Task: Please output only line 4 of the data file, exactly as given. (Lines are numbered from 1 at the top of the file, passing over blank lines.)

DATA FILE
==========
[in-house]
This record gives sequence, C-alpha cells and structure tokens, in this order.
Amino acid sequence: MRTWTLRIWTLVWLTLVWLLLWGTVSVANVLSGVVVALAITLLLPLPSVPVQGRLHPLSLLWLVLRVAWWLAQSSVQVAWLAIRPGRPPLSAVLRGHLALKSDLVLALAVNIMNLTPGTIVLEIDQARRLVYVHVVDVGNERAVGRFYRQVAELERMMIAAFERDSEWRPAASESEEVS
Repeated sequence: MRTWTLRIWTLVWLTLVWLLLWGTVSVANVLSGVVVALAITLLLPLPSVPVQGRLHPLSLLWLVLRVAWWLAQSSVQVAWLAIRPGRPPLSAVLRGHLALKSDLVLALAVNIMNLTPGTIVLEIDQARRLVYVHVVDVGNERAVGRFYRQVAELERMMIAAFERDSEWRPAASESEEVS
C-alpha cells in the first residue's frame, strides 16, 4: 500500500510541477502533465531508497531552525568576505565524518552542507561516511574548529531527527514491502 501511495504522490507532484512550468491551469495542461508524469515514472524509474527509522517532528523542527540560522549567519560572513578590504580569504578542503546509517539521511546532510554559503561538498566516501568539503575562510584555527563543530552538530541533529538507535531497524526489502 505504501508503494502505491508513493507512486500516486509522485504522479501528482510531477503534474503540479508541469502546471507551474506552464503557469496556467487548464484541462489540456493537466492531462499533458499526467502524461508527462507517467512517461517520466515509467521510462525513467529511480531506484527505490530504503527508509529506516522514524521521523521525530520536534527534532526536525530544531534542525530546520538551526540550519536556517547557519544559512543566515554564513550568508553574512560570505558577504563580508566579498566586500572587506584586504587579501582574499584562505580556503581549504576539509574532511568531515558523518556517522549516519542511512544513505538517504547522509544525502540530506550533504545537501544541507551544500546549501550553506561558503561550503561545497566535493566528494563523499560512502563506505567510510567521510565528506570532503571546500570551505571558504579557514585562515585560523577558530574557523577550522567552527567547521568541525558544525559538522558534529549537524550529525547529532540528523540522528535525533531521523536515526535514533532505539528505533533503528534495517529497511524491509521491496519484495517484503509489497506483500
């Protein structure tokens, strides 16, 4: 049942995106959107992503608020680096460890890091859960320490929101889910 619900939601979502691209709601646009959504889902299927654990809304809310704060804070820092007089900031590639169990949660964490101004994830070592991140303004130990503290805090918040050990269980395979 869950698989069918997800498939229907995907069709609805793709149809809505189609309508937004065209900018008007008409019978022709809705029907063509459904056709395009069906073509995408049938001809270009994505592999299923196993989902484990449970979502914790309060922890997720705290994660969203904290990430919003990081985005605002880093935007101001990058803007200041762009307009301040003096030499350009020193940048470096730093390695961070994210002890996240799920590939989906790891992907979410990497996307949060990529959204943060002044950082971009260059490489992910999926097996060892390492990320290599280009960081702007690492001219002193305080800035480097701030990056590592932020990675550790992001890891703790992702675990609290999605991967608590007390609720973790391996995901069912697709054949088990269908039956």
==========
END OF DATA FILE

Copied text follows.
Repeated sequence: MRTWTLRIWTLVWLTLVWLLLWGTVSVANVLSGVVVALAITLLLPLPSVPVQGRLHPLSLLWLVLRVAWWLAQSSVQVAWLAIRPGRPPLSAVLRGHLALKSDLVLALAVNIMNLTPGTIVLEIDQARRLVYVHVVDVGNERAVGRFYRQVAELERMMIAAFERDSEWRPAASESEEVS